In the coming days, as we take further concrete steps to resolve these issues and make amends for the damage they have caused, you will hear more from us.
— Rupert Murdoch issues an apology via a British newspaper ad.
While reports are coming in from all over, here’s what we’re finding interesting this morning.
Guardian: News International Chief Executive Rebekah Brooks resigns. Brooks was News of the World editor when reporters hacked the phone of a missing girl which lead investigators astray as the reporters deleted messages so they could hear new ones coming in. The girl, it turns out, was murdered.
BBC: The FBI is opening an investigation into whether News Corp sought to hack phones of 9/11 victims.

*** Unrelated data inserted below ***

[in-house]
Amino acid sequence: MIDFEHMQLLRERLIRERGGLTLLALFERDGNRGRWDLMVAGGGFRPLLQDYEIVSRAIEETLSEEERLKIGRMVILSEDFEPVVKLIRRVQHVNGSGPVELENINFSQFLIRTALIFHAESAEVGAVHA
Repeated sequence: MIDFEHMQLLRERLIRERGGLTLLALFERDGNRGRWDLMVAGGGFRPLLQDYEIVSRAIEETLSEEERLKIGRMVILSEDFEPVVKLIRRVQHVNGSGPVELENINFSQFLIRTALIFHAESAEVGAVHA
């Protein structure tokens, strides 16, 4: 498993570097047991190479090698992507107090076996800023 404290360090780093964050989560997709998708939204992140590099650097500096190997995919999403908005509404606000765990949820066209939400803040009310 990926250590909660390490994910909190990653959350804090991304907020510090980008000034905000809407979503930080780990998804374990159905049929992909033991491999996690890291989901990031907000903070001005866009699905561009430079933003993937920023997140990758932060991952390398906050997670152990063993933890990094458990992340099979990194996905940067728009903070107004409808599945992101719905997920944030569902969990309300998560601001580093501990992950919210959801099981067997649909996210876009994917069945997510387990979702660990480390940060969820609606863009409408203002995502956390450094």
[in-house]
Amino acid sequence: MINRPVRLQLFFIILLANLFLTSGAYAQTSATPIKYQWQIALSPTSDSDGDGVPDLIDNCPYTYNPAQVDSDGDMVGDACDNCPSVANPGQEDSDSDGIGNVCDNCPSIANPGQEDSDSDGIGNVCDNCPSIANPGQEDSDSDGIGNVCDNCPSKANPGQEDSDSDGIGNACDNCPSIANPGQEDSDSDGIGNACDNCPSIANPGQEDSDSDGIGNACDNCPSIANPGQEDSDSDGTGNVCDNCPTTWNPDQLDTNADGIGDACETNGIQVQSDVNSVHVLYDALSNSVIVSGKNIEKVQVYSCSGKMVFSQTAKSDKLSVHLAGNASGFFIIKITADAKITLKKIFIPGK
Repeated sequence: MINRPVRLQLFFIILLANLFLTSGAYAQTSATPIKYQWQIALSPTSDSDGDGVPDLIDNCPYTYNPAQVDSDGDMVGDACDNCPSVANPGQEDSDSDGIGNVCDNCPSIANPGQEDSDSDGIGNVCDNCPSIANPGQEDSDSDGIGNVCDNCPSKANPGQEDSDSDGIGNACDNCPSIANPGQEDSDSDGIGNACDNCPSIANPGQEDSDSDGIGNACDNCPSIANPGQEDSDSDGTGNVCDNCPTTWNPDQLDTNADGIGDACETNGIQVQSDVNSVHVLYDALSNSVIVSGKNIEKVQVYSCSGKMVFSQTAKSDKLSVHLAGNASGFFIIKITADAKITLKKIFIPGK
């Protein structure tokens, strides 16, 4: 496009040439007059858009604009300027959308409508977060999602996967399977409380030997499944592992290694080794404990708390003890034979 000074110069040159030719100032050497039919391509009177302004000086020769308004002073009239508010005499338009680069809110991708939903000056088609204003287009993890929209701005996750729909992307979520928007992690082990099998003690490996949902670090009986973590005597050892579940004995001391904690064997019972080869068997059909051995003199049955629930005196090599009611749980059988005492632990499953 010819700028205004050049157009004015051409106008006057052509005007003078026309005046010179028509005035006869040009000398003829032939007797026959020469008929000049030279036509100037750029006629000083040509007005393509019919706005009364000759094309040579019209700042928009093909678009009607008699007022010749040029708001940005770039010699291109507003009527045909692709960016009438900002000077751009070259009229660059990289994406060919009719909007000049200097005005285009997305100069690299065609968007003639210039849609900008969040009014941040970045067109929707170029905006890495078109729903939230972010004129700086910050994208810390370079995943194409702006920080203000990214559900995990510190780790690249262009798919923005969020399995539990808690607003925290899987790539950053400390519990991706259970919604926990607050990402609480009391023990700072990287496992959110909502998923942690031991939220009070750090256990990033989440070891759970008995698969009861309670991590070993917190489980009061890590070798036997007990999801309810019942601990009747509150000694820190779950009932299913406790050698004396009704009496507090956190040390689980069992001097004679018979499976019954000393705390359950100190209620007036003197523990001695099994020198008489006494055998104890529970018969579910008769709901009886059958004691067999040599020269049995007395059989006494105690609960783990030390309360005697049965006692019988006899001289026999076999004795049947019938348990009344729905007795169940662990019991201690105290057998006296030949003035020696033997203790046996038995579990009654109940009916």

WSJ: Rupert Murdoch says News Corp is handling the phone hacking crisis “extremely well in every possible way,” and calls reports that the company might sell off its newspaper assets “pure and total rubbish.”
Well, if you put it that way, let’s go.
Spitzer argues that New Corp is liable under the the US Foreign Corrupt Practices Act. Established in 1977, the Act holds that US companies can be prosecuted for bribery and corrupt practices in foreign countries.
Before we continue, note that News Corp headquarters are in the United States and that the company is listed in US markets.
The rampant violations of British law alleged—payments to cops to influence ongoing investigations and the hacking of phones—are sufficient predicates for the Justice Department to investigate. Indeed, the facts as they are emerging are a case study for why the FCPA was enacted. We do not want companies whose headquarters are here—as News Corp.’s is—or that are listed on our financial exchanges—as News Corp. is—polluting the waters of international commerce with illegal behavior.
QED: What Spitzer is really saying, “Prosecute the bastards.”